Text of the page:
The terminology surrounding Public Legal Education tends to be confusing.
Some jurisdictions use the terms Public Legal Education and Information (PLEI) or Public Legal Information (PLI). Other jurisdictions have adopted the term community instead of public. They may refer to Community Legal Education (CLE) or Community Legal Information (CLI).
Some people equate plain language and public legal education. However, those are overlapping but not synonymous fields.
The term Law-Related Education (LRE) is used by some to distinguish public legal education that is carried on in the schools from that which is directed to adult audiences.
The reasons for these differences in terminology are largely historical. In its early years in Canada, PLE was sometimes referred to as preventive law. At that time it was associated with the anti-poverty movement. Use of the term ‘community’ rather than ‘public’ carries symbolic meaning in some instances. The addition of the words ‘and information’ helped to align programs or activities with the mandates of particular agencies, especially funders. Using only the word “information’ may help to reduce confusion over the mandate of the organization. It makes it clear that PLE services do not include legal advice or assistance.
The term, legal capability, was introduced into the PLE vocabulary by the Law for Life (previously Plenet) organization in the UK. The term is also used in Australia and, recently, in some Canadian provinces.
Legal Empowerment has been employed by the UN in some of its development work.
Definition by words used
Efforts to define PLE with any precision have largely failed. Each of the words that make up the term are themselves concepts that elude definition.
- Public may refer to the general public or to specific sectors of it, including “intermediaries” who in turn serve their own “publics”.
- Legal has been no easier for PLE providers to define than “law” has been for legal theorists. In practice, the focus of PLE tends to be on “black letter law”. But the scope of PLE is not limited to either substantive law or legal procedures. It covers the broader terrain of legal philosophy, theory, history, law making, the administration of justice, social policy-development, and reform. PLE also ventures into the domains of dispute resolution, restorative justice, and other means of achieving justice. It can also encompass the lived experience of people who have been exposed to the application of law and the impact on their lives.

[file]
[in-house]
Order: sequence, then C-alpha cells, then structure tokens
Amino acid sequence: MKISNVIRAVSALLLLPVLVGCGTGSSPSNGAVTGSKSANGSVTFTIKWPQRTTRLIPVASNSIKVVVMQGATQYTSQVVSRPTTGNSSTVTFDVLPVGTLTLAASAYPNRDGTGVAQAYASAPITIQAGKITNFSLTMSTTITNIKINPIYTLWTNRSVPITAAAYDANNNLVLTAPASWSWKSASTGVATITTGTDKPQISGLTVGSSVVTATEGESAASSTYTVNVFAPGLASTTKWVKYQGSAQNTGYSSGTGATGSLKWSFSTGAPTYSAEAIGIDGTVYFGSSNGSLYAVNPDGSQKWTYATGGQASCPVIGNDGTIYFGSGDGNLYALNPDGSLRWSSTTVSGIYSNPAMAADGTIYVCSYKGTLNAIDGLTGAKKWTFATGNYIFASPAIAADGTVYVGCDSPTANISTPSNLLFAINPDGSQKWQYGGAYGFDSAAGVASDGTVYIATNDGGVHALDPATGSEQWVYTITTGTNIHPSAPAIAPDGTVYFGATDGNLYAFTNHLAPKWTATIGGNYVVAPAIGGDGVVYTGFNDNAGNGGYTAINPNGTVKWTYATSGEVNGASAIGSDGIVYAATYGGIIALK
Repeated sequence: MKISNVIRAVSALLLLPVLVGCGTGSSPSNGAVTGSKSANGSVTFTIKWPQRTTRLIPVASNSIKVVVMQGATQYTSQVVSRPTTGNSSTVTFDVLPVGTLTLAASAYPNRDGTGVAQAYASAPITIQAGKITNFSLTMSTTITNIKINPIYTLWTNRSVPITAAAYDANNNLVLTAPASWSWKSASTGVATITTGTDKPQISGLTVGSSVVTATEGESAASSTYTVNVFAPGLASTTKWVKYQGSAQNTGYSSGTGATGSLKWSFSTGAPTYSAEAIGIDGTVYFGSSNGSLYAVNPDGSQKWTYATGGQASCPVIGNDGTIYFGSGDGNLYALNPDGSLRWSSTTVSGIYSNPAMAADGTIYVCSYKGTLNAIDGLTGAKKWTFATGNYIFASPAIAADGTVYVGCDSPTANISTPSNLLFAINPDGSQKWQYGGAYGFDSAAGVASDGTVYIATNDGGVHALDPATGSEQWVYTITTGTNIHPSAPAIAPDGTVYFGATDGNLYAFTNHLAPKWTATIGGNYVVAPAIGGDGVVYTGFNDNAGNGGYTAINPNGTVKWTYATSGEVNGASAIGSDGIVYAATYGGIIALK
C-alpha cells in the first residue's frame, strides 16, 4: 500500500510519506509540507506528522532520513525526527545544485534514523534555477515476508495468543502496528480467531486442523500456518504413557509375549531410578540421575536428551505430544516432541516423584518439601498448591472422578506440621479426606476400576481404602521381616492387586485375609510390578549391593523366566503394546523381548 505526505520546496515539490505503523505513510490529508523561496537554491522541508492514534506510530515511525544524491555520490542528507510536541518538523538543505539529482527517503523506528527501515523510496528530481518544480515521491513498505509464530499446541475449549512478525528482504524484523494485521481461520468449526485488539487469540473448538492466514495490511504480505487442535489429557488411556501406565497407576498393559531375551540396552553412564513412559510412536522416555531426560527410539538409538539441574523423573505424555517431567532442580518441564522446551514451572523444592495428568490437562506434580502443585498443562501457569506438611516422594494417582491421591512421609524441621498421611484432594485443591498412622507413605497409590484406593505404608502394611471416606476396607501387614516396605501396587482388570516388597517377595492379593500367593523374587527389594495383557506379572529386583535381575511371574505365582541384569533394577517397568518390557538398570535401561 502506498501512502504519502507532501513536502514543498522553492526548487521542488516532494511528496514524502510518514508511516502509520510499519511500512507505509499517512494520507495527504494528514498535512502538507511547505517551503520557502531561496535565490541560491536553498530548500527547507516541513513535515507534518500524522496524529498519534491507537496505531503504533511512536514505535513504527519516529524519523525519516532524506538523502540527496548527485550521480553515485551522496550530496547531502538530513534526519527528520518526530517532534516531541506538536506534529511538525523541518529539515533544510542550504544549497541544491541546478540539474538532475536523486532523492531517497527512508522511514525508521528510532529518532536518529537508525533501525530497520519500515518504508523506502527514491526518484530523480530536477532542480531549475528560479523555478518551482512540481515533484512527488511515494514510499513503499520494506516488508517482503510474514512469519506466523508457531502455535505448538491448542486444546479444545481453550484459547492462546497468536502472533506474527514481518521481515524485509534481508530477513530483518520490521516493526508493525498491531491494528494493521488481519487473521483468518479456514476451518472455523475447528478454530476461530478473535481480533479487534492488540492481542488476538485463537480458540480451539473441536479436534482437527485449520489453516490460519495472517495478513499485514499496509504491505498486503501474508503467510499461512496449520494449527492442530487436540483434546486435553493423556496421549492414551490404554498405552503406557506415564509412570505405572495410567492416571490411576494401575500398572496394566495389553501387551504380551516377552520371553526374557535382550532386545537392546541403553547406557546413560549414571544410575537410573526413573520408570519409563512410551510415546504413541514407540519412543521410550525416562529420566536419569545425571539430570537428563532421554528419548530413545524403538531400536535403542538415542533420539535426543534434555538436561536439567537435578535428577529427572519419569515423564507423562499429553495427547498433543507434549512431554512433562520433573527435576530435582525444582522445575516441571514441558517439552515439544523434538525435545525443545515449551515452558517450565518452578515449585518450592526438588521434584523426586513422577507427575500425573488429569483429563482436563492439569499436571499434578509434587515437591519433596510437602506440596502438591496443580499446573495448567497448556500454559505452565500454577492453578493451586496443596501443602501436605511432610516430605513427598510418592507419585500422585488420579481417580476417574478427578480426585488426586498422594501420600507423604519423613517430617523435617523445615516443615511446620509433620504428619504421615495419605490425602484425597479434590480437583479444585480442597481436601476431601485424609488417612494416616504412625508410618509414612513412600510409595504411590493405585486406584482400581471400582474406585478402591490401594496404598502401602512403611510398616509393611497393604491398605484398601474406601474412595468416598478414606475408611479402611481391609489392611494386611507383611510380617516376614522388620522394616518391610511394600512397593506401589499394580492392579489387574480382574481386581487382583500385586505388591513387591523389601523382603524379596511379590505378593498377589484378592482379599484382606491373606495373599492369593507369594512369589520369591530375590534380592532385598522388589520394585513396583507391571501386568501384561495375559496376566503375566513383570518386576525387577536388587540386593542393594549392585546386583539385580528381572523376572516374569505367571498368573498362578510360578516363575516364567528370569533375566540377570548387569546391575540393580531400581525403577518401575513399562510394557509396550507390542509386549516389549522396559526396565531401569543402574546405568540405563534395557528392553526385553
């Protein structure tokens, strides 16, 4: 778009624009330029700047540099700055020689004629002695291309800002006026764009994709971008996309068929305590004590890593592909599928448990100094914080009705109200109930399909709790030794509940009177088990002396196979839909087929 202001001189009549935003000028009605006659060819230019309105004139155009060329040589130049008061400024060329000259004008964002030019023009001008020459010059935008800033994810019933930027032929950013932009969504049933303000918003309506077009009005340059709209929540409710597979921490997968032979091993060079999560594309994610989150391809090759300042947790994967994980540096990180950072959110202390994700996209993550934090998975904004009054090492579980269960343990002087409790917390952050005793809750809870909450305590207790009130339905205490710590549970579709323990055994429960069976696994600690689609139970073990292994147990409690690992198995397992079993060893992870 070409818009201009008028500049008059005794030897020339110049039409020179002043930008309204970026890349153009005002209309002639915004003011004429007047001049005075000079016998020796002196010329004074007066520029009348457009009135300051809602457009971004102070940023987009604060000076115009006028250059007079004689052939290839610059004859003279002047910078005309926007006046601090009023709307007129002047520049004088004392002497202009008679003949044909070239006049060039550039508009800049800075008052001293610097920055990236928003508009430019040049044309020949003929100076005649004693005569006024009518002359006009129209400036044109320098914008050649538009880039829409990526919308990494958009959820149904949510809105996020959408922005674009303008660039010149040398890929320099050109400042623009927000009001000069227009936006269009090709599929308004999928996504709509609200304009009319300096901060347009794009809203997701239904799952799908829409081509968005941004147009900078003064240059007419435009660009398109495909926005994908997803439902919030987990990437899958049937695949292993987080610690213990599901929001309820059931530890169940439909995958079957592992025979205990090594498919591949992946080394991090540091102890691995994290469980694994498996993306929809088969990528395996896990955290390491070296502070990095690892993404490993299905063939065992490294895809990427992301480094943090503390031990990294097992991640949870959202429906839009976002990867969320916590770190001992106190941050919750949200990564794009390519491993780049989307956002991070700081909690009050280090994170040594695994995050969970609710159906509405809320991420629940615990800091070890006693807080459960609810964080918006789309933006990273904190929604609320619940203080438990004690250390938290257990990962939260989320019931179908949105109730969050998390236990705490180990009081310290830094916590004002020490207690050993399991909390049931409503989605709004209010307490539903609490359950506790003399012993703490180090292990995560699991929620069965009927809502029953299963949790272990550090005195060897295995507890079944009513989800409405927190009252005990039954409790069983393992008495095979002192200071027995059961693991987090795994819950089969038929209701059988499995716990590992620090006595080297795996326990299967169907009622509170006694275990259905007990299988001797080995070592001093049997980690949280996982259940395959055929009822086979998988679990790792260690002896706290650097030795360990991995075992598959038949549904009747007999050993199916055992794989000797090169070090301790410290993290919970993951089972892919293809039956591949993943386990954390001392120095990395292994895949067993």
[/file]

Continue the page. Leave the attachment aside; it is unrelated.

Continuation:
- Education signals that PLE services are not limited to the provision of information. They encompass the development of knowledge and understanding about our justice system and the examination of alternative justice processes, including those of other cultures. PLE programs assist participants to develop skills in engaging with the justice system whether as concerned citizens, professionals, litigants, witnesses, or jurors. They also cultivate attitudes that enable Canadians to interact effectively with their justice system.
Public Legal Education – like any concept, public legal education is often understood by looking at what it is NOT – it is not legal advice, not legal representation, and not continuing legal education for lawyers.
Definition by activity
Since PLE is not easily defined, it has come to be associated with the activities of the organizations that have expressly taken on PLE mandates. Those activities range from one-page pamphlets to interactive online electronic services; from mock trials for high-school students to community-based law-reform activities. Those who practice PLE continue to challenge themselves to extend the limits of the field, crossing boundaries, serving as agents of change, and animating imaginations.
Resources of Interest
Documents of Interest
CFCJ 2003 Issue 6 Summer, Canadian Forum on Civil Justice newsletter